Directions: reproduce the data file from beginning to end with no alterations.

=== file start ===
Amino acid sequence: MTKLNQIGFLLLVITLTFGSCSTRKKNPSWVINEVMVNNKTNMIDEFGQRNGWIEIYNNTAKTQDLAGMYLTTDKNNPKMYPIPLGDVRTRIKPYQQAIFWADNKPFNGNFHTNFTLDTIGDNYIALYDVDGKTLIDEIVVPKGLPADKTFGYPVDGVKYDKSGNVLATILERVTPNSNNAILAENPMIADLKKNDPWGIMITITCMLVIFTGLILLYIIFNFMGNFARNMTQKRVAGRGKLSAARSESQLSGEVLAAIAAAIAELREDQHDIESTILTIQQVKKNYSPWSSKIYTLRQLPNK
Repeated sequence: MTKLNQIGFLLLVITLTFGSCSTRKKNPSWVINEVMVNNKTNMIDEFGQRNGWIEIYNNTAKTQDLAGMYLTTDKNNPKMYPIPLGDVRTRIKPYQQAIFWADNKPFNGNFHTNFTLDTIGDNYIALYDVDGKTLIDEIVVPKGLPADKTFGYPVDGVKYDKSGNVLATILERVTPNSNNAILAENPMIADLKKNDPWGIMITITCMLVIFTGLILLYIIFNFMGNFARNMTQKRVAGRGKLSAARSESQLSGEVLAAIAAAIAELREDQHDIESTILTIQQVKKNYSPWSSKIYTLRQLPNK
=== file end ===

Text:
Amino acid sequence: MTKLNQIGFLLLVITLTFGSCSTRKKNPSWVINEVMVNNKTNMIDEFGQRNGWIEIYNNTAKTQDLAGMYLTTDKNNPKMYPIPLGDVRTRIKPYQQAIFWADNKPFNGNFHTNFTLDTIGDNYIALYDVDGKTLIDEIVVPKGLPADKTFGYPVDGVKYDKSGNVLATILERVTPNSNNAILAENPMIADLKKNDPWGIMITITCMLVIFTGLILLYIIFNFMGNFARNMTQKRVAGRGKLSAARSESQLSGEVLAAIAAAIAELREDQHDIESTILTIQQVKKNYSPWSSKIYTLRQLPNK
Repeated sequence: MTKLNQIGFLLLVITLTFGSCSTRKKNPSWVINEVMVNNKTNMIDEFGQRNGWIEIYNNTAKTQDLAGMYLTTDKNNPKMYPIPLGDVRTRIKPYQQAIFWADNKPFNGNFHTNFTLDTIGDNYIALYDVDGKTLIDEIVVPKGLPADKTFGYPVDGVKYDKSGNVLATILERVTPNSNNAILAENPMIADLKKNDPWGIMITITCMLVIFTGLILLYIIFNFMGNFARNMTQKRVAGRGKLSAARSESQLSGEVLAAIAAAIAELREDQHDIESTILTIQQVKKNYSPWSSKIYTLRQLPNK